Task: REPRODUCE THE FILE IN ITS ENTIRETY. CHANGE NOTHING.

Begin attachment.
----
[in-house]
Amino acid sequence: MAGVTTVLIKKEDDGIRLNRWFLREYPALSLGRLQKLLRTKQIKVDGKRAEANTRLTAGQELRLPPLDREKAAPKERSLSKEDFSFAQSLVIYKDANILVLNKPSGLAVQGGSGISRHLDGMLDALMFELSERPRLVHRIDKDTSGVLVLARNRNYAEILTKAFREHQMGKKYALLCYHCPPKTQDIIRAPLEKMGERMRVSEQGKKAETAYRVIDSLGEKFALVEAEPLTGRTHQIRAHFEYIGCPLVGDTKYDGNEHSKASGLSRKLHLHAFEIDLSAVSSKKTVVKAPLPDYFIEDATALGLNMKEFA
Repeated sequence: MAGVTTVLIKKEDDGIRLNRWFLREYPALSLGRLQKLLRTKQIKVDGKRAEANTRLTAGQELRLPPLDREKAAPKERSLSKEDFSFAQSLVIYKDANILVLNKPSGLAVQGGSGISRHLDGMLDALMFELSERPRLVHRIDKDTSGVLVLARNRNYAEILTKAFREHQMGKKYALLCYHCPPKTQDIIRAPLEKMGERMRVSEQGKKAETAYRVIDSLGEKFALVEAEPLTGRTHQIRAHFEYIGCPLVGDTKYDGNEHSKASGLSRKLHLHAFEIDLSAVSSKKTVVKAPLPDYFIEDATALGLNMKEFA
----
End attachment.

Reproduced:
[in-house]
Amino acid sequence: MAGVTTVLIKKEDDGIRLNRWFLREYPALSLGRLQKLLRTKQIKVDGKRAEANTRLTAGQELRLPPLDREKAAPKERSLSKEDFSFAQSLVIYKDANILVLNKPSGLAVQGGSGISRHLDGMLDALMFELSERPRLVHRIDKDTSGVLVLARNRNYAEILTKAFREHQMGKKYALLCYHCPPKTQDIIRAPLEKMGERMRVSEQGKKAETAYRVIDSLGEKFALVEAEPLTGRTHQIRAHFEYIGCPLVGDTKYDGNEHSKASGLSRKLHLHAFEIDLSAVSSKKTVVKAPLPDYFIEDATALGLNMKEFA
Repeated sequence: MAGVTTVLIKKEDDGIRLNRWFLREYPALSLGRLQKLLRTKQIKVDGKRAEANTRLTAGQELRLPPLDREKAAPKERSLSKEDFSFAQSLVIYKDANILVLNKPSGLAVQGGSGISRHLDGMLDALMFELSERPRLVHRIDKDTSGVLVLARNRNYAEILTKAFREHQMGKKYALLCYHCPPKTQDIIRAPLEKMGERMRVSEQGKKAETAYRVIDSLGEKFALVEAEPLTGRTHQIRAHFEYIGCPLVGDTKYDGNEHSKASGLSRKLHLHAFEIDLSAVSSKKTVVKAPLPDYFIEDATALGLNMKEFA